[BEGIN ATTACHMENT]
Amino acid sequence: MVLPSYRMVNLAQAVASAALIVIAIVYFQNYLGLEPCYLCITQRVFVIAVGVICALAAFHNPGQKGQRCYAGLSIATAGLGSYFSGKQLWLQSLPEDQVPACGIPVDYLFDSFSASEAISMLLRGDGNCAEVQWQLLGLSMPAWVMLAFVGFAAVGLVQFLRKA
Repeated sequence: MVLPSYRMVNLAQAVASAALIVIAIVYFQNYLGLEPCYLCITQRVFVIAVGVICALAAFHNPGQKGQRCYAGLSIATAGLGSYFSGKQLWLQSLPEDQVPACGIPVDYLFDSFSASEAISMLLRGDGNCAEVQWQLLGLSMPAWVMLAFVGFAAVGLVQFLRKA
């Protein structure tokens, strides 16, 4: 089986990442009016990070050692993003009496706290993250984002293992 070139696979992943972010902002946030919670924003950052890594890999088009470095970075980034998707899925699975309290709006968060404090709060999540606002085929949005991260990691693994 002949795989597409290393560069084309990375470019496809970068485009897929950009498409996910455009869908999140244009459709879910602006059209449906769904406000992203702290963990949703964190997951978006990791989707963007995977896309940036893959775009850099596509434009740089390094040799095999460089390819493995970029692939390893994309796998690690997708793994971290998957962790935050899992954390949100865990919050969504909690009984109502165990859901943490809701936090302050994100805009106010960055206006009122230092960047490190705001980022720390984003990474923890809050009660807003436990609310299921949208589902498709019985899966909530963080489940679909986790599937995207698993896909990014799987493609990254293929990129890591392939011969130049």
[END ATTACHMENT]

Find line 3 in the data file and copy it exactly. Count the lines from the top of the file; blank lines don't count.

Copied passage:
């Protein structure tokens, strides 16, 4: 089986990442009016990070050692993003009496706290993250984002293992 070139696979992943972010902002946030919670924003950052890594890999088009470095970075980034998707899925699975309290709006968060404090709060999540606002085929949005991260990691693994 002949795989597409290393560069084309990375470019496809970068485009897929950009498409996910455009869908999140244009459709879910602006059209449906769904406000992203702290963990949703964190997951978006990791989707963007995977896309940036893959775009850099596509434009740089390094040799095999460089390819493995970029692939390893994309796998690690997708793994971290998957962790935050899992954390949100865990919050969504909690009984109502165990859901943490809701936090302050994100805009106010960055206006009122230092960047490190705001980022720390984003990474923890809050009660807003436990609310299921949208589902498709019985899966909530963080489940679909986790599937995207698993896909990014799987493609990254293929990129890591392939011969130049």